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From Apache Wiki <wikidi...@apache.org>
Subject [Hadoop Wiki] Update of "HadoopIPv6" by SomeOtherAccount
Date Thu, 29 Nov 2012 05:22:36 GMT
Dear Wiki user,

You have subscribed to a wiki page or wiki category on "Hadoop Wiki" for change notification.

The "HadoopIPv6" page has been changed by SomeOtherAccount:
http://wiki.apache.org/hadoop/HadoopIPv6?action=diff&rev1=4&rev2=5

Comment:
Removed a bunch of pontification, wrong information, and second guessing about the design.
 Thanks to  Jan Schaumann for pointing it out.

  = Hadoop and IPv6 =
  
- Apache Hadoop does not currently support IPv6 networks, it uses IPv4 addresses for communicating
between nodes. This is because Hadoop is designed to work in private datacenters, which usually
have private IP addresses in the 10.x.x.x address space.  
+ Apache Hadoop is not currently supported on IPv6 networks. It has only been tested and developed
on IPv4 stacks.  Hadoop needs IPv4 to work, and only IPv4 clients can talk to the cluster.If
your organisation moves to IPv6 only, you will encounter problems.
  
+ Some things to be aware of:
-  1. Using IPv4 addresses everywhere provides a single form of TCP addressing for all our
tests. Different network configurations (DNS, reverse DNS, DNS caching) still provide lots
of problems and performance issues, but there is no need to worry about which IP protocol
version is used.
-  1. Shorter addresses make for shorter packets, which can have a benefit on busy networks.

- 
- This does not mean that the Hadoop team thinks that IPv4 is the best ever network protocol
and that there is no reason to upgrade ever, only that it works well in datacenters. If you
are using Hadoop in other places you may encounter problems. A key limitation of this design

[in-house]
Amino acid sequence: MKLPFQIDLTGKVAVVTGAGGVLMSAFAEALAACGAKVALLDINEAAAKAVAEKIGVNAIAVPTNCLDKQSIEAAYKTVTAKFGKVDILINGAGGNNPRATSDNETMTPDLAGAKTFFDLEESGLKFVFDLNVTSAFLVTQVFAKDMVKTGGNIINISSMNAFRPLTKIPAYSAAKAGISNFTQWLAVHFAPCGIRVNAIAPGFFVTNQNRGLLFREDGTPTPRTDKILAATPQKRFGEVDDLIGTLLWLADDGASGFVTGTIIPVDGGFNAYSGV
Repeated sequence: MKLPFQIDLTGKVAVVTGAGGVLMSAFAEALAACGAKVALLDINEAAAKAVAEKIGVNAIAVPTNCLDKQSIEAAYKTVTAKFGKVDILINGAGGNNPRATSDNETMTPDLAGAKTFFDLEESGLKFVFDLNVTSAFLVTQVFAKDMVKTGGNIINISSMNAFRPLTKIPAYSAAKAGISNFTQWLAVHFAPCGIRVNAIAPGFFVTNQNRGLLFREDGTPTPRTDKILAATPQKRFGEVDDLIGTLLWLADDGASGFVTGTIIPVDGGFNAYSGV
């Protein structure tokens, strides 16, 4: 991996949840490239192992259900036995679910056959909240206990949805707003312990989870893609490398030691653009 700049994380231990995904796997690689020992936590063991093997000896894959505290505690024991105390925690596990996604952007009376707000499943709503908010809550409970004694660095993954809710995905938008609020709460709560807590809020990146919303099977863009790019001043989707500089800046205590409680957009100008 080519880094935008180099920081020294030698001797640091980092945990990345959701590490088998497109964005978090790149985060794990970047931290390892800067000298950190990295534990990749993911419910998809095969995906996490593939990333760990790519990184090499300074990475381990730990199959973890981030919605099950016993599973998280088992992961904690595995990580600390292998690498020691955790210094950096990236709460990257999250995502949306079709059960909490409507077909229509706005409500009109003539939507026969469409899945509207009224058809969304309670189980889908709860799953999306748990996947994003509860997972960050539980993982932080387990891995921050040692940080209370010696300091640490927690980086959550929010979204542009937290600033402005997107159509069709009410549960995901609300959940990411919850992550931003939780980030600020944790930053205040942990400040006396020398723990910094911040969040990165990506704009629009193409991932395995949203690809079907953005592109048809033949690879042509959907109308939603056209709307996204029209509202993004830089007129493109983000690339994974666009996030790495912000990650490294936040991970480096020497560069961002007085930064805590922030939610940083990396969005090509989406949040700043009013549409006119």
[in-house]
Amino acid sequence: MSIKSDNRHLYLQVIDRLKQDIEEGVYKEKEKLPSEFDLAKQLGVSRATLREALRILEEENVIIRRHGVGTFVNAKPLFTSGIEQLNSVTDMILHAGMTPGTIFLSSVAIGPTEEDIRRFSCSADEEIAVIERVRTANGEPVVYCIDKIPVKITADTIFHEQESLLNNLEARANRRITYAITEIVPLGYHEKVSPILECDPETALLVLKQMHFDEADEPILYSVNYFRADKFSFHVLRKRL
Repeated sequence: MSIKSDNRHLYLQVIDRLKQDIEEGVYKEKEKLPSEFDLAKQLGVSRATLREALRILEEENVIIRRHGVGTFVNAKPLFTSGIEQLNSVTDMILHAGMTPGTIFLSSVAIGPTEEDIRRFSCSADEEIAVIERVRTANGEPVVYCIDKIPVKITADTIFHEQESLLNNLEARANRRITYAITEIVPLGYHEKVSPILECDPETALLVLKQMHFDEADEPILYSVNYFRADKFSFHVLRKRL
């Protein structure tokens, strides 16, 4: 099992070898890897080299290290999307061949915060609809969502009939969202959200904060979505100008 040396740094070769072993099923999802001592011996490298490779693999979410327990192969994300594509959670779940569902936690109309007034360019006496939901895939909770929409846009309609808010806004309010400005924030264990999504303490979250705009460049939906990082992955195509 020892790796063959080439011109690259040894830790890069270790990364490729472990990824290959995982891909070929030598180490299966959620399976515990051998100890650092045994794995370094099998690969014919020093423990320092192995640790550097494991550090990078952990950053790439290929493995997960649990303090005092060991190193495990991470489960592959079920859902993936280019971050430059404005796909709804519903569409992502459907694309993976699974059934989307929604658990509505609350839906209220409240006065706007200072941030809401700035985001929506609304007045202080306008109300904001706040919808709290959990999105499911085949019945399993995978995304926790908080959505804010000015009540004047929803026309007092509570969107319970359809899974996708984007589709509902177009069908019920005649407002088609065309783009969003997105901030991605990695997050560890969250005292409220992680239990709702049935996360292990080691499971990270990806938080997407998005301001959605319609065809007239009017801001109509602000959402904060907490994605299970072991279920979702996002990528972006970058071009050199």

decision is that it means Hadoop needs IPv4 to work, and only IPv4 clients can talk to the
cluster. Equally critically, MapReduce jobs cannot talk to services, including web services,
that only work on IPv6. If your organisation moves to IPv6 only, you will encounter problems.
- 
- 
- In the mean time, the main concern is that the linux distribution tries to force Hadoop
to use IPv6, which does not work.
-  1. Many recent Linux distributions do not allow you to turn IPv6 off. There is a risk that
Hadoop or Jetty-under-Hadoop has picked up an IPv6 address, which is why other machines may
not be able to talk to it.
-  1. Later Linux releases default to being IPv6 only. That means unless the systems are configured
to re-enable IPv4, some machines break. As of Jan 2010, this was causing problems in Debian
[[http://bugs.debian.org/cgi-bin/bugreport.cgi?bug=560044|1]], [[http://bugs.debian.org/cgi-bin/bugreport.cgi?bug=560056|2]],
which is then leading to bug reports in other programs [[http://bugs.sun.com/bugdatabase/view_bug.do?bug_id=6342561|Sun
bug database]], [[https://issues.apache.org/jira/browse/HADOOP-6056|Apache Jira]].
+  1. Some Linux releases default to being IPv6 only. That means unless the systems are configured
to re-enable IPv4, some machines will break. As of Jan 2010, this was causing problems in
Debian [[http://bugs.debian.org/cgi-bin/bugreport.cgi?bug=560044|1]], [[http://bugs.debian.org/cgi-bin/bugreport.cgi?bug=560056|2]],
which is then leading to bug reports in other programs [[http://bugs.sun.com/bugdatabase/view_bug.do?bug_id=6342561|Sun
bug database]], [[https://issues.apache.org/jira/browse/HADOOP-6056|Apache Jira]].
+  1. Binding Hadoop to an IPv6-only interface/name will not work.
   1. If you see NoRouteToHost error messages, this may be the cause.
  
- == Fixing ==
+ == Fixing the Debian Problem ==
  
  To fix this, you need to change your system to allow IPv4 addressing. 
  

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